In the practice of this technique, toner particles are prepared from any type of polymer that is soluble in a solvent that is immiscible with water. Thus, the size and size distribution of the resulting particles can be predetermined and controlled by the relative quantities of the particular polymer employed, the solvent, the quantity and size of the water insoluble solid particulate suspension stabilizer, typically silica or latex, and the size to which the solvent-polymer droplets are reduced by agitation.

Limited coalescence techniques of this type have been described in numerous patents pertaining to the preparation of electrostatic toner particles because such techniques typically result in the formation of toner particles having a substantially uniform size distribution. Representative limited coalescence processes employed in toner preparation are described in U.S. Pat. Nos. 4,833,060 and 4,965,131 to Nair et al.

U.S. Pat. No. 5,283,151 is representative of earlier work in this field and describes the use of carnauba wax to achieve similar toner morphology. The method comprises the steps of dissolving camauba wax in ethyl acetate heated to a temperature of at least 75° C. and cooling the solution, so resulting in the precipitation of the wax in the form of very fine needles a few microns in length; recovering the wax needles and mixing them with a polymer material, a solvent and optionally a pigment and a charge control agent to form an organic phase; dispersing the organic phase in an aqueous phase comprising a particulate stabilizer and homogenizing the mixture; evaporating the solvent and washing and drying the resultant product.

Unfortunately, this technique requires the use of elevated temperature to dissolve the wax in the solvent and cooling the solution to precipitate the wax. The wax does not stay in solution of ethyl acetate at ambient temperature and as a result it is very difficult to scale up using this methodology.

The shapes of the toner particles have a bearing on the electrostatic toner transfer and cleaning properties. Thus, for example, the transfer and cleaning efficiency of toner particles have been found to improve as the sphericity of the particles are reduced. Thus far, workers in the art have long sought to modify the shape of the evaporative limited coalescence type toner particles by means other than the choice of pigment, binder, or charge agent. The shape of the toner particles are modified to enhance the cleaning and transfer properties of the toner.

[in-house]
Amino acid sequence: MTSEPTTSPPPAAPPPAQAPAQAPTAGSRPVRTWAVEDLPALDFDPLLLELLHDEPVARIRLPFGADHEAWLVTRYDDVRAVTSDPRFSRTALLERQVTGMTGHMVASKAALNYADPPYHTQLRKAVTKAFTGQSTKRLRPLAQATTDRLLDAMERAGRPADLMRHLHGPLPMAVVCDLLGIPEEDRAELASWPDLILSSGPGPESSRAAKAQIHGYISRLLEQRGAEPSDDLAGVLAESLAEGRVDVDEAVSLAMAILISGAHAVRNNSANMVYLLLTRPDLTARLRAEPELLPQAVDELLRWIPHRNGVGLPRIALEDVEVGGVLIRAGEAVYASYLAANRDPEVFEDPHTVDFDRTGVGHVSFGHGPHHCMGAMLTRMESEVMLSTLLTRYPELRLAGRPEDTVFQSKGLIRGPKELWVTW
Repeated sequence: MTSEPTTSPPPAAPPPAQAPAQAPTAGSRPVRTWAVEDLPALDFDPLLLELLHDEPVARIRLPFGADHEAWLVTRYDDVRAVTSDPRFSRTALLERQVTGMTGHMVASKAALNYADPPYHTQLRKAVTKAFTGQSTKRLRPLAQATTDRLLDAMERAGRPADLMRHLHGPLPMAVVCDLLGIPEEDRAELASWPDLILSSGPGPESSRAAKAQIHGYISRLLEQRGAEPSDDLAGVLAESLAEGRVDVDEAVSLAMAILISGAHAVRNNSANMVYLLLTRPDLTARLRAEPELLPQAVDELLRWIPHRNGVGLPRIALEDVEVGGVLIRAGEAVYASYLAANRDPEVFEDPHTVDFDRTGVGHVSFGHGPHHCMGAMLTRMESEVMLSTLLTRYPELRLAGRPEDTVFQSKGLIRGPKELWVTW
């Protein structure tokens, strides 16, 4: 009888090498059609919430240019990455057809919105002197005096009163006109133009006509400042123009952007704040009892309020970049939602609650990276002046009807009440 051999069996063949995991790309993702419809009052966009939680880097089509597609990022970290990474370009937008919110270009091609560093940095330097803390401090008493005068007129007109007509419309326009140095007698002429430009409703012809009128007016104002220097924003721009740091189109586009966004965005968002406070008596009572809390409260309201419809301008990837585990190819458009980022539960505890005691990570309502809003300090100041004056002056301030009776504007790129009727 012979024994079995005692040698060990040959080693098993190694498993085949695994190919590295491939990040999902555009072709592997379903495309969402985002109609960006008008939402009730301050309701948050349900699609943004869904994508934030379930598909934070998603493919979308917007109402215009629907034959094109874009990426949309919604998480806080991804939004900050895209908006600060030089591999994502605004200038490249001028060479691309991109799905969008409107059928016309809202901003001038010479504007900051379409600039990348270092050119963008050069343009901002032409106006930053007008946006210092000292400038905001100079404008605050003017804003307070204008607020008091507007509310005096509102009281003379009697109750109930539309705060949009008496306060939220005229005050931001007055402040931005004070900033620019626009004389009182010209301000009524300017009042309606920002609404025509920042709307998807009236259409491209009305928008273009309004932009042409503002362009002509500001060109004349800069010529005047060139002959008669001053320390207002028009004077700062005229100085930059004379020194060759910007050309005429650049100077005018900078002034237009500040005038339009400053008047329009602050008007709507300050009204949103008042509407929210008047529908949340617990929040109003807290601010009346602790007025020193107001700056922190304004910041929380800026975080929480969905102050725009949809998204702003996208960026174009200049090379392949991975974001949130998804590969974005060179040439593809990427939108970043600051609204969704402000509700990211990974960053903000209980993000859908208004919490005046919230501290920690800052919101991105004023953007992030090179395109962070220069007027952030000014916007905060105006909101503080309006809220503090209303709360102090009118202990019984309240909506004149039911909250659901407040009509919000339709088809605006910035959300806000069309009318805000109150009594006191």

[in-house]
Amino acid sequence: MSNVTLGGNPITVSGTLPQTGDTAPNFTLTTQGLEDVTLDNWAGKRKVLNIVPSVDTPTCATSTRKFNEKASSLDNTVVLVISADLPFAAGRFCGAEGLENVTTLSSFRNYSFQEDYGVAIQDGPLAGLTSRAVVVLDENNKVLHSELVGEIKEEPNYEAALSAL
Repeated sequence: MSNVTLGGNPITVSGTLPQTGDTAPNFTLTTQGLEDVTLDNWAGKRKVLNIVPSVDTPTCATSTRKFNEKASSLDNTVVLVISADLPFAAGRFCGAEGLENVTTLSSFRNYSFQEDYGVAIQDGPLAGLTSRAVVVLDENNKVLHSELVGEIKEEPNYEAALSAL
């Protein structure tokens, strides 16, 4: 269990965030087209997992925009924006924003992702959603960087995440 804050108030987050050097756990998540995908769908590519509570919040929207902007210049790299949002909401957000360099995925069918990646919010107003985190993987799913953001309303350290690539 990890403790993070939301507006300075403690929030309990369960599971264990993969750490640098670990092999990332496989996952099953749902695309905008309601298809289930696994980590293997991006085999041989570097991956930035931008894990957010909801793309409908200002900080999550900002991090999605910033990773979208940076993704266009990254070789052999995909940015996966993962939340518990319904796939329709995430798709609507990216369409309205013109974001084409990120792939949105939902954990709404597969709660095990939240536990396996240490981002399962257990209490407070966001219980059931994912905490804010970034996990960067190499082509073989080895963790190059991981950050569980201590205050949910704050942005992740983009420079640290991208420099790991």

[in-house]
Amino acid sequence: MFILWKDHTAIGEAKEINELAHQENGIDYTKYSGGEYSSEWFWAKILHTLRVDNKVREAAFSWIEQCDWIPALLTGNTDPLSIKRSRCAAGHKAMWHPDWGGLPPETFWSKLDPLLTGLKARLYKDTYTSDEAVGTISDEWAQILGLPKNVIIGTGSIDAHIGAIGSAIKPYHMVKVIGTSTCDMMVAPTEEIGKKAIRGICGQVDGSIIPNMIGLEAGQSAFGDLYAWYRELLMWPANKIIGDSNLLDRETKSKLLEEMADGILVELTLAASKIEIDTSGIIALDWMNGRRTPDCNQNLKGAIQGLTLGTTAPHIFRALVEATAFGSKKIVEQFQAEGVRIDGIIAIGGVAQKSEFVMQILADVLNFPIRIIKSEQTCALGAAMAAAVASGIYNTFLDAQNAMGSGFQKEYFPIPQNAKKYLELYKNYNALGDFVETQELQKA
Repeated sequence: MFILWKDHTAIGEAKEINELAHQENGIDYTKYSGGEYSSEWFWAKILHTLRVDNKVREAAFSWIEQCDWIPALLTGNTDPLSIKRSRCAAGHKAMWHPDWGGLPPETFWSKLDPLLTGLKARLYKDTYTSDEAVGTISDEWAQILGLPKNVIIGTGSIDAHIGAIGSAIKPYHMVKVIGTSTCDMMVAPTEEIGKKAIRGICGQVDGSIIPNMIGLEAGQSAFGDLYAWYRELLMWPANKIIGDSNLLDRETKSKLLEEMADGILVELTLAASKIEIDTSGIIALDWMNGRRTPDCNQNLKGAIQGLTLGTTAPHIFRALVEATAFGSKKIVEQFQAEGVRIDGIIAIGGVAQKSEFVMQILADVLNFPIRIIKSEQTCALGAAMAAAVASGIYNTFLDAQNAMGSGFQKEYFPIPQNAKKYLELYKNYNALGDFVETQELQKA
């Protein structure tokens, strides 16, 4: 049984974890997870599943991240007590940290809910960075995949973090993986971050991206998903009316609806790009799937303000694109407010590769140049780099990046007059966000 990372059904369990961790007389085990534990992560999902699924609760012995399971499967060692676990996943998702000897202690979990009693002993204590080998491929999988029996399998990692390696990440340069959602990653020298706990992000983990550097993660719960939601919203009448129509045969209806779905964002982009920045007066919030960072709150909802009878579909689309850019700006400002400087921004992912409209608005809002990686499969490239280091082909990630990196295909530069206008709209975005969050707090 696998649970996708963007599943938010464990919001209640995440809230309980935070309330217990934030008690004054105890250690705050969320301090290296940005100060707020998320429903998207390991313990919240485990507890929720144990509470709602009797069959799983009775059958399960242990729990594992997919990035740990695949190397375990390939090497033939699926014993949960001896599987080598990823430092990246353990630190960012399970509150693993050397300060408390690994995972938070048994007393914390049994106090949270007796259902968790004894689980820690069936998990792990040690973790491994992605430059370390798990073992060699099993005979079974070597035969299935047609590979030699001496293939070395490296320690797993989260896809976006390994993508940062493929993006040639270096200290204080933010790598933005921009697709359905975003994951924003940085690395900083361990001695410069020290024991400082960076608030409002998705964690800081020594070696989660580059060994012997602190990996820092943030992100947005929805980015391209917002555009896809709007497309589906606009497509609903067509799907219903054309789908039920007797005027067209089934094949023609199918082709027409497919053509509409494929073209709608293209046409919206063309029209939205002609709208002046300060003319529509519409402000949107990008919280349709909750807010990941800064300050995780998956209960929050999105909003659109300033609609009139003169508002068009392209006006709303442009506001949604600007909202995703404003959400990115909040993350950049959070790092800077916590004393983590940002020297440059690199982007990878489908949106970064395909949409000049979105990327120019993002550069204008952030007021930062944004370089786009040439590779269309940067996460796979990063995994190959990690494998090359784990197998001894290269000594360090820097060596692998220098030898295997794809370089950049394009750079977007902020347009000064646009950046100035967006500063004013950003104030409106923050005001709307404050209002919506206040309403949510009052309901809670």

SUMMARY OF THE INVENTION

In accordance with the present invention, the prior art limitations are effectively obviated by a novel process in which aluminum or gallium salts are introduced into the aqueous phase of the limited coalescence process in a limited amount. The use of this limited amount of aluminum or gallium salt results in the formation of non-spherical toner particles after the solvent is removed. The toner morphology is controlled independently of the toner composition (resin, binder matrix, pigment, charge control agent, etc.). The degree of nonsphericity is directly related to the salt concentration.

Thus, viewed from one aspect, the present invention is directed to a method for the preparation of electrostatographic toner comprising the steps of:

a) dissolving a polymer material and optionally a pigment and a charge control agent in an organic solvent to form an organic phase;

b) dispersing the organic phase in an aqueous phase comprising a salt selected from the group consisting of aluminum salt and gallium salt and a particulate stabilizer to form a dispersion and homogenizing the resultant dispersion;

c) evaporating the organic solvent and recovering a resultant product; and

d) washing and drying the resultant product.

Viewed from another aspect, the present invention is directed to a process for preparing electrophotographic toner by dispersing an organic phase in an aqueous phase to yield a layer of particulate suspension stabilizer on the surface of the polymer. The improvement in the process comprises adding the salt, particulate stabilizer and promoter to the aqueous phase in the aforementioned limited coalescence process.

It is an advantage of the present invention that elevated temperatures are not needed. It is also an advantage that aluminum and gallium salts are water soluble and so it is relatively easy to scale up production.

These and other features and advantages of the present invention will be better understood taken in conjunction with the following detailed description and claims.

DETAILED DESCRIPTION OF THE INVENTION